Last month's Circles drama highlights the struggle Jack Ma's empire faces in expanding its financial services business.
To recap, Alibaba Group Holding Ltd. and its affiliate Zhejiang Ant Small & Micro Financial Services Group Co. added social features to Alipay's smartphone app to help promote engagement. In theory, more engagement should lead to greater use of its marquee function, which is sending money from user to user. Results weren't as expected and Ant was forced to issue an apology.
If you look at Ant's underlying goal -- growth -- there would seem an opportunity far more ripe for the taking, and that's in India.
Prime Minister Narendra Modi brought on a black swan moment in November when he announced that 500 rupee ($7.30) and 1,000 rupee banknotes would have to be exchanged for new currency. Those denominations accounted for 86 percent of all cash in circulation.
As Bloomberg's Saritha Rai reported, the ban was the best thing that could have happened to Indian digital payments. Paytm is one of of the biggest beneficiaries, and the House That Jack Built is an investor.
More than 90 percent of Indian transactions are in cash and many citizens don't have a bank account, let alone ATM or credit cards. The simplest way for Alibaba and Ant (both investors in Paytm) to tap this sudden boom is to just sit back and watch Paytm grow.
An entrepreneurial outfit like Alibaba isn't likely to be satisfied with sitting on its hands, however. Alibaba can bring a lot to the table, and there's every indication Paytm could benefit.
For starters, Ant has years of experience building infrastructure that includes networks, software and authentication.
That kind of experience could help Paytm get over some of its growing pains. For example: Paytm in late November introduced a feature that let shopkeepers turn their smartphones into point-of-sale terminals, allowing customers to use their debit or credit card to make a purchase. Just one day later, it put the function on hold amid security concerns. With a decade in the business -- including navigating regulatory minefields -- Alipay is the type of partner well-suited to help find a solution.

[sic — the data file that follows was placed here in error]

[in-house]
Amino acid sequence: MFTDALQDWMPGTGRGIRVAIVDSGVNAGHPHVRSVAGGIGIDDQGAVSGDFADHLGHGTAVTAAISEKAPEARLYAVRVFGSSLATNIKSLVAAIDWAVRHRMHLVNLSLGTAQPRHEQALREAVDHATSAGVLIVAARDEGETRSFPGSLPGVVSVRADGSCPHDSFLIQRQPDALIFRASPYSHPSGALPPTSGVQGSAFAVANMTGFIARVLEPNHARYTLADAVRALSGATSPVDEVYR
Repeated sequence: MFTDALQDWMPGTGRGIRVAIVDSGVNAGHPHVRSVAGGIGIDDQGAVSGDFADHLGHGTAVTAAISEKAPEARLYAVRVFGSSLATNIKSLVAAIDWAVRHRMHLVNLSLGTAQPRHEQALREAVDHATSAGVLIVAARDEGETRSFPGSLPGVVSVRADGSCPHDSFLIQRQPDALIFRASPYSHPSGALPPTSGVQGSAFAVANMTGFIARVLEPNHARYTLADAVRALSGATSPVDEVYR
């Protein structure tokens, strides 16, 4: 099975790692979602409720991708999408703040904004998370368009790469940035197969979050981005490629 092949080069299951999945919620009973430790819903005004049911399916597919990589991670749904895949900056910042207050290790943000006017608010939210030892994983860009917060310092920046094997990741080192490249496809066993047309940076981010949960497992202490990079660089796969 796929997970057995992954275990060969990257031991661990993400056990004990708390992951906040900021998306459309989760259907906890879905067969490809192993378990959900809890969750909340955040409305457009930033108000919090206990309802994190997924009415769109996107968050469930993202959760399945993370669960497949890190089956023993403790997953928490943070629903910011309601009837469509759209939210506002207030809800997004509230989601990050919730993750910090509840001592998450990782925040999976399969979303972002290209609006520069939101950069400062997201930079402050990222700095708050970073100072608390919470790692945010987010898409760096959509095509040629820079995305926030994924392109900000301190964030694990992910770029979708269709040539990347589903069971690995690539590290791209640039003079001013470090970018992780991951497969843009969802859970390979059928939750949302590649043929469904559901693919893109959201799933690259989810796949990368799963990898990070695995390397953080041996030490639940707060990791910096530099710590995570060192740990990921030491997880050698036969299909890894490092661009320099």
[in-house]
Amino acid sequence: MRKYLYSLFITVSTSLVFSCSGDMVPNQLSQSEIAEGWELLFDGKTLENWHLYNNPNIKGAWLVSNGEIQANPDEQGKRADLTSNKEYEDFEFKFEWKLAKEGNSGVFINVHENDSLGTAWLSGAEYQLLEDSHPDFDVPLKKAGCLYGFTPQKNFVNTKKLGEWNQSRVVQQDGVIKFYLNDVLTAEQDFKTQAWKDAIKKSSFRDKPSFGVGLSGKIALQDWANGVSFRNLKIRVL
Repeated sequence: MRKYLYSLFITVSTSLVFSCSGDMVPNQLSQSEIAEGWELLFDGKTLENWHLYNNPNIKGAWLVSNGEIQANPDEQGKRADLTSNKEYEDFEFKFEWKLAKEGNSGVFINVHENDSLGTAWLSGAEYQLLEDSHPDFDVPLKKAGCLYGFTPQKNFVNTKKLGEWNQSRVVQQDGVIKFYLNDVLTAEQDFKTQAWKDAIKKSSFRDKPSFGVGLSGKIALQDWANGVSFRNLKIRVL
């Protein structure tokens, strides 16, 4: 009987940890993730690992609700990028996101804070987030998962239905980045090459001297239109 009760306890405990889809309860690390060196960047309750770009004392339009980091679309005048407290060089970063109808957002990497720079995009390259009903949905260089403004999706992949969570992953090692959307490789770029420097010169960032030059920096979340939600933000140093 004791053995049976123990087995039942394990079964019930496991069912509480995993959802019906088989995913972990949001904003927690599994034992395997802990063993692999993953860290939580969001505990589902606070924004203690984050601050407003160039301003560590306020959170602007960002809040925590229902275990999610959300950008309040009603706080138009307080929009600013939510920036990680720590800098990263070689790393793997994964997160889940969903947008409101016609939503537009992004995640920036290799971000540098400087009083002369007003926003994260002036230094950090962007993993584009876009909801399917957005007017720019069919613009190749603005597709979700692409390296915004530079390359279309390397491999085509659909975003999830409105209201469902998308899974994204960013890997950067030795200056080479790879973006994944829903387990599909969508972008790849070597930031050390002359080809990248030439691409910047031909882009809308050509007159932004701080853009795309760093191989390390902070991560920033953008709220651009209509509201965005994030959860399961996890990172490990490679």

Then there's the future of Paytm. Not content with simply being a payments provider, Ant Financial branched out in areas including loans, money-market funds and credit profiling. Those are all products an expanding, wealthier India is going to be clamoring for in coming decades.
With Ant on hand to provide both the financial and technical resources to scale quickly, it shouldn't be hard for Paytm to up-sell these additional products once it gets to a critical mass of customers. India's cash crisis has done the perfect job of herding clients to digital payments and priming them for the next wave of financial services.
While Alibaba's attempts at going social are understandable, the Indian experience shows that to really expand business, Ma doesn't need Circles when he has Modi.
This column does not necessarily reflect the opinion of Bloomberg LP and its owners.
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